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Many of you may be familiar with Michael Crichton the novelist. He wrote Andromeda Strain and Jurassic Park. But what you might not know is that Crichton was an outspoken critic of the pseudo-science surrounding “global warming.” In a lecture called “Aliens Cause Global Warming,” which he delivered at Caltech in 2003, he lambasted what he considered to be the cause of global warming madness—that ugly oxymoron “consensus science.” I highly recommend you read the entirety of his lecture. It is thought-provoking, informative, and entertaining. Of course, since Crichton’s death, “global warming” has transitioned over to “climate change,” perhaps because the “warming” part kept proving an inaccurate descriptor (curse that pesky Gore Effect). But Crichton’s words about consensus science are as applicable as ever:

I regard consensus science as an extremely pernicious development that ought to be stopped cold in its tracks. Historically, the claim of consensus has been the first refuge of scoundrels; it is a way to avoid debate by claiming that the matter is already settled. Whenever you hear the consensus of scientists agrees on something or other, reach for your wallet, because you’re being had.

Let’s be clear: the work of science has nothing whatever to do with consensus. Consensus is the business of politics. Science, on the contrary, requires only one investigator who happens to be right, which means that he or she has results that are verifiable by reference to the real world. In science, consensus is irrelevant. What is relevant is reproducible results. The greatest scientists in history are great precisely because they broke with the consensus.

There is no such thing as consensus science. If it’s consensus, it isn’t science. If it’s science, it isn’t consensus. Period.

Doesn’t Crichton’s perspective seem obvious? And yet we have suffered, and are suffering, under the arbitrary policies and preclusive definitions of consensus bullies in almost every area of knowledge—from education to evolution to “climate change” to you name it—science has moved out of the realm of fact and knowledge and more and more into the realm of politics. It has become the realm of peer-reviews and bureacracies. It is government-subsidized and government-directed. The rogue “mad” scientist defying the world’s expectations from his self-constructed laboratory exists only in novels anymore. If there is no such thing as Truth, then solidarity and arbitrary convention is the best we can hope for. Crichton bemoans this fact, giving some possible reasons why we have lost a robust and independent scientific sector:

As the twentieth century drew to a close, the connection between hard scientific fact and public policy became increasingly elastic. In part this was possible because of the complacency of the scientific profession; in part because of the lack of good science education among the public; in part, because of the rise of specialized advocacy groups which have been enormously effective in getting publicity and shaping policy; and in great part because of the decline of the media as an independent assessor of fact. The deterioration of the American media is a dire loss for our country. When distinguished institutions like the New York Times can no longer differentiate between factual content and editorial opinion, but rather mix both freely on their front page, then who will hold anyone to a higher standard?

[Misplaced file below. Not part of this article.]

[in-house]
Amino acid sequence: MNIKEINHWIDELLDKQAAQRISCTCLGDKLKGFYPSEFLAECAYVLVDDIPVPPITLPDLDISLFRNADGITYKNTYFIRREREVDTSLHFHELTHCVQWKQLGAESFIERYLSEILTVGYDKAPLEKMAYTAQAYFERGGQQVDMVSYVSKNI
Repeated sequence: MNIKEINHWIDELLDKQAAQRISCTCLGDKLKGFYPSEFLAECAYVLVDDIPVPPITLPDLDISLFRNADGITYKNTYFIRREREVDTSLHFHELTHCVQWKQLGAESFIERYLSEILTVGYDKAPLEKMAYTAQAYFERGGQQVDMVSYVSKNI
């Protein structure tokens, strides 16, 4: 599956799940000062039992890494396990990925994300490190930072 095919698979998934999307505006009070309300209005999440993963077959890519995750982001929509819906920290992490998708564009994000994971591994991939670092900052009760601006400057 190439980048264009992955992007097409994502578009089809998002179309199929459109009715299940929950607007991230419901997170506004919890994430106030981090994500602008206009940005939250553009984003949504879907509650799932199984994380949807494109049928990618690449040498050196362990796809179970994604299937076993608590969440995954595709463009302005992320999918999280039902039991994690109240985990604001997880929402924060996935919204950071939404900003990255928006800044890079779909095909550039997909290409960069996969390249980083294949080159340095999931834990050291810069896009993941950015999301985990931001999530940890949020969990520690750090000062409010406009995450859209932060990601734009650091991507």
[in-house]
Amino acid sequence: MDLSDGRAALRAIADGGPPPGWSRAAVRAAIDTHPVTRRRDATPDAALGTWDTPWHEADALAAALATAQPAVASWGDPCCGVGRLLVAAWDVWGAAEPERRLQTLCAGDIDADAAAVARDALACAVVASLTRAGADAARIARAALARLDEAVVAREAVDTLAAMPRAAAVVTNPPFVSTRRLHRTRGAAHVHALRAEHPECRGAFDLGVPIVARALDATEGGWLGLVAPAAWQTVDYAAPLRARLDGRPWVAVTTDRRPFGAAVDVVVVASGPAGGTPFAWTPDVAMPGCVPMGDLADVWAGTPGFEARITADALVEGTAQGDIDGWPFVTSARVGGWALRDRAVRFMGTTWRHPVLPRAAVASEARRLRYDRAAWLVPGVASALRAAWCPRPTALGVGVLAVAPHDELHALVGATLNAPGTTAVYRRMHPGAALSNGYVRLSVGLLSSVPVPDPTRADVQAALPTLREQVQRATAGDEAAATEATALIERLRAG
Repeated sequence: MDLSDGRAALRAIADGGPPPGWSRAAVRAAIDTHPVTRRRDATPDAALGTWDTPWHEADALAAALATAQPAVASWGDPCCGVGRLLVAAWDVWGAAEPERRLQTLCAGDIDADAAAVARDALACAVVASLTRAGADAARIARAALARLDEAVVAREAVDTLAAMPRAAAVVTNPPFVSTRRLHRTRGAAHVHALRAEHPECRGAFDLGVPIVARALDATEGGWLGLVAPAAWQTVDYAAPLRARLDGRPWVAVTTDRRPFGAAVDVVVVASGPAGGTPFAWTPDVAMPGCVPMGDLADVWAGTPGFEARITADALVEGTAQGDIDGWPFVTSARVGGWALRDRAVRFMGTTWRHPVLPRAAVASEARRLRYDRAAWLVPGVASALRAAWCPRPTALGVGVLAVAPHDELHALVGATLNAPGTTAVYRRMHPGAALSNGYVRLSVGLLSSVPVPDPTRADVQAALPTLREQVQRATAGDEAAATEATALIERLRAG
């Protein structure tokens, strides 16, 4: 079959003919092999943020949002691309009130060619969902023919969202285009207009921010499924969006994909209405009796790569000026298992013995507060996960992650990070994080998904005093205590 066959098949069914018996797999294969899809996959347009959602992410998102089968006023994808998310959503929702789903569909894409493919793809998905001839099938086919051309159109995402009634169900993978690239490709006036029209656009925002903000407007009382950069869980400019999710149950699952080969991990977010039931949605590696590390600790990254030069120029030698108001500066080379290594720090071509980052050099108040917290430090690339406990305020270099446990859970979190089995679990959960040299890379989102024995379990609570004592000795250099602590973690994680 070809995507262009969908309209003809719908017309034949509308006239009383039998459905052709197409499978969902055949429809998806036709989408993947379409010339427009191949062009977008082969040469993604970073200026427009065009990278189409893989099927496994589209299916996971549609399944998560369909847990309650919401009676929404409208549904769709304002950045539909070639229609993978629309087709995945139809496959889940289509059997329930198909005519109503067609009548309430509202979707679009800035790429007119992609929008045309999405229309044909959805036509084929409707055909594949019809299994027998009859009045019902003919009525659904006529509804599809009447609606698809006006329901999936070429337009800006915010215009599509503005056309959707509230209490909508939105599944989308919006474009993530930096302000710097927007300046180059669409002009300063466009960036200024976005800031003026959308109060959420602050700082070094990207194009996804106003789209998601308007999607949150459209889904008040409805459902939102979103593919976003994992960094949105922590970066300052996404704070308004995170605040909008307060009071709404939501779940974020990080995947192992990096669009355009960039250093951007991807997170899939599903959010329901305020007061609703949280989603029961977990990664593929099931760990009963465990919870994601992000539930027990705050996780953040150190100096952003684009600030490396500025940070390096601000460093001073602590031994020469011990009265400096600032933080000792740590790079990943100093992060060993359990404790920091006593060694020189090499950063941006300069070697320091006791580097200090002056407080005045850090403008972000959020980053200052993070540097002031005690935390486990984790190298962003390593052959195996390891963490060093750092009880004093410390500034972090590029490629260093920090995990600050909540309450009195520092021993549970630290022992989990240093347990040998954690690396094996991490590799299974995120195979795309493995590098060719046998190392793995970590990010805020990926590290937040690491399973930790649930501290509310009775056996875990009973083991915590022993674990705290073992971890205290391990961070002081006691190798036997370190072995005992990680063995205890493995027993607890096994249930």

No one. Anyone trying to hold the consensus to a higher standard is blasted with ad hominem attacks and thrown out of the forum of “rational” discussion by a group of intellectual yes men on credential-steroids. Try to question the theory of macro-evolution? You’re unscientific. You’re mixing religion and science. Question anthropogenic climate change? You’re a tin-hatter—an intellectual pariah in the same category as a Holocaust Denier. Obama called us members of the “flat-Earth society” for our very frustrating refusal to kowtow to environmental alarmism. And that’s the end of the discussion. According to so many “scientists” in the pocket of politicians, the issue of anthropogenic climate change is already settled. If you question it, you’re not a bad scientist. You’re not doing science at all. Let’s listen to what Crichton has to say about this:

And so, in this elastic anything-goes world where science—or non-science—is the handmaiden of questionable public policy, we arrive at last at global warming. It is not my purpose here to rehash the details of this most magnificent of the demons haunting the world. I would just remind you of the now-familiar pattern by which these things are established. Evidentiary uncertainties are glossed over in the unseemly rush for an overarching policy, and for grants to support the policy by delivering findings that are desired by the patron. Next, the isolation of those scientists who won’t get with the program, and the characterization of those scientists as outsiders and “skeptics” in quotation marks—suspect individuals with suspect motives, industry flunkies, reactionaries, or simply anti-environmental nutcases. In short order, debate ends, even though prominent scientists are uncomfortable about how things are being done.

Boom. Now if only he had applied that same skepticism to his belief in macro-evolution, he really would have been getting somewhere (or nowhere depending on how you look at it). One thing’s for sure, he would have known what it’s like to be an intellectual outcast. Sometimes, and increasingly so in our generation, when you stand with the truth, you stand alone. But I wouldn’t want to be standing in any other place.

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